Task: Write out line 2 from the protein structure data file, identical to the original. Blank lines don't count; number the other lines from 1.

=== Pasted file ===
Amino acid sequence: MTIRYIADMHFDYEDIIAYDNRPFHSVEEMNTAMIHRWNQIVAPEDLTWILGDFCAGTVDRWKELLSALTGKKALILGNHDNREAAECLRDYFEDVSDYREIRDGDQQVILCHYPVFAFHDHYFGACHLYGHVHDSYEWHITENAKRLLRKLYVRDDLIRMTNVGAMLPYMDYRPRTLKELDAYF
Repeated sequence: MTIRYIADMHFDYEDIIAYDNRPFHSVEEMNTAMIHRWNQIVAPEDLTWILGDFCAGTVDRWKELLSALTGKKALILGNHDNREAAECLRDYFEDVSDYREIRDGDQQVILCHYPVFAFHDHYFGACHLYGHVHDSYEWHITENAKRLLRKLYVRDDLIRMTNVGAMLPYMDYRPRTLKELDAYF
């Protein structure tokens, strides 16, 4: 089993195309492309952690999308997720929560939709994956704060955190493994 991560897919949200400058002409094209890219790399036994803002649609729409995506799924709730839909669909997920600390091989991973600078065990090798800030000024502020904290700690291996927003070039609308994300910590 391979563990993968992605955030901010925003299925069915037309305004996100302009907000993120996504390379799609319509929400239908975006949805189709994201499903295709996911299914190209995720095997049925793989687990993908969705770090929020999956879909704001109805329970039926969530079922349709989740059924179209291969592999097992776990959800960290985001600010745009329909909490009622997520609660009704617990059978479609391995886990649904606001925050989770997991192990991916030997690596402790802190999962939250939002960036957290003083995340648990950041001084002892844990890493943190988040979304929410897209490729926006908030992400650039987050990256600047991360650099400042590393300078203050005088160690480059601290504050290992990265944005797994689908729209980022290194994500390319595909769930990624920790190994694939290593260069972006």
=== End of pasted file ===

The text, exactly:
Repeated sequence: MTIRYIADMHFDYEDIIAYDNRPFHSVEEMNTAMIHRWNQIVAPEDLTWILGDFCAGTVDRWKELLSALTGKKALILGNHDNREAAECLRDYFEDVSDYREIRDGDQQVILCHYPVFAFHDHYFGACHLYGHVHDSYEWHITENAKRLLRKLYVRDDLIRMTNVGAMLPYMDYRPRTLKELDAYF